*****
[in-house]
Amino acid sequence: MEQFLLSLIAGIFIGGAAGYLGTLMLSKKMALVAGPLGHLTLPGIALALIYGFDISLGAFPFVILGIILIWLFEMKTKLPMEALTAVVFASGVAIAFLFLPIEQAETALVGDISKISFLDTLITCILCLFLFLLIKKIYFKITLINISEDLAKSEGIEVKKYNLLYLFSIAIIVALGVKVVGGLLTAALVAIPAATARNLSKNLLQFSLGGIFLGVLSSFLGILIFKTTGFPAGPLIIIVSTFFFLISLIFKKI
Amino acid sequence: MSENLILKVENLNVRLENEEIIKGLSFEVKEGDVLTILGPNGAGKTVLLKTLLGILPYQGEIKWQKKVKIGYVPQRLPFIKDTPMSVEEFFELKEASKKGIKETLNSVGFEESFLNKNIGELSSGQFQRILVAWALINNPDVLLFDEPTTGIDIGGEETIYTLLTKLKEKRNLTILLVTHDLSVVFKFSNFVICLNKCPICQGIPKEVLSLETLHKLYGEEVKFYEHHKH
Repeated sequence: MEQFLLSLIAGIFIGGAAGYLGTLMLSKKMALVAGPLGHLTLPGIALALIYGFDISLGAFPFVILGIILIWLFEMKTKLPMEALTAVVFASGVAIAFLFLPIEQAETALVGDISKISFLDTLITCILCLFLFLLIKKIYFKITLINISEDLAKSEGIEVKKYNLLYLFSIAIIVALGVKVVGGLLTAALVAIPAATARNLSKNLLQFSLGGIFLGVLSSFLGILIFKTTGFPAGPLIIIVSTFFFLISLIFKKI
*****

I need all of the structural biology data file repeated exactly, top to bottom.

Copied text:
[in-house]
Amino acid sequence: MEQFLLSLIAGIFIGGAAGYLGTLMLSKKMALVAGPLGHLTLPGIALALIYGFDISLGAFPFVILGIILIWLFEMKTKLPMEALTAVVFASGVAIAFLFLPIEQAETALVGDISKISFLDTLITCILCLFLFLLIKKIYFKITLINISEDLAKSEGIEVKKYNLLYLFSIAIIVALGVKVVGGLLTAALVAIPAATARNLSKNLLQFSLGGIFLGVLSSFLGILIFKTTGFPAGPLIIIVSTFFFLISLIFKKI
Amino acid sequence: MSENLILKVENLNVRLENEEIIKGLSFEVKEGDVLTILGPNGAGKTVLLKTLLGILPYQGEIKWQKKVKIGYVPQRLPFIKDTPMSVEEFFELKEASKKGIKETLNSVGFEESFLNKNIGELSSGQFQRILVAWALINNPDVLLFDEPTTGIDIGGEETIYTLLTKLKEKRNLTILLVTHDLSVVFKFSNFVICLNKCPICQGIPKEVLSLETLHKLYGEEVKFYEHHKH
Repeated sequence: MEQFLLSLIAGIFIGGAAGYLGTLMLSKKMALVAGPLGHLTLPGIALALIYGFDISLGAFPFVILGIILIWLFEMKTKLPMEALTAVVFASGVAIAFLFLPIEQAETALVGDISKISFLDTLITCILCLFLFLLIKKIYFKITLINISEDLAKSEGIEVKKYNLLYLFSIAIIVALGVKVVGGLLTAALVAIPAATARNLSKNLLQFSLGGIFLGVLSSFLGILIFKTTGFPAGPLIIIVSTFFFLISLIFKKI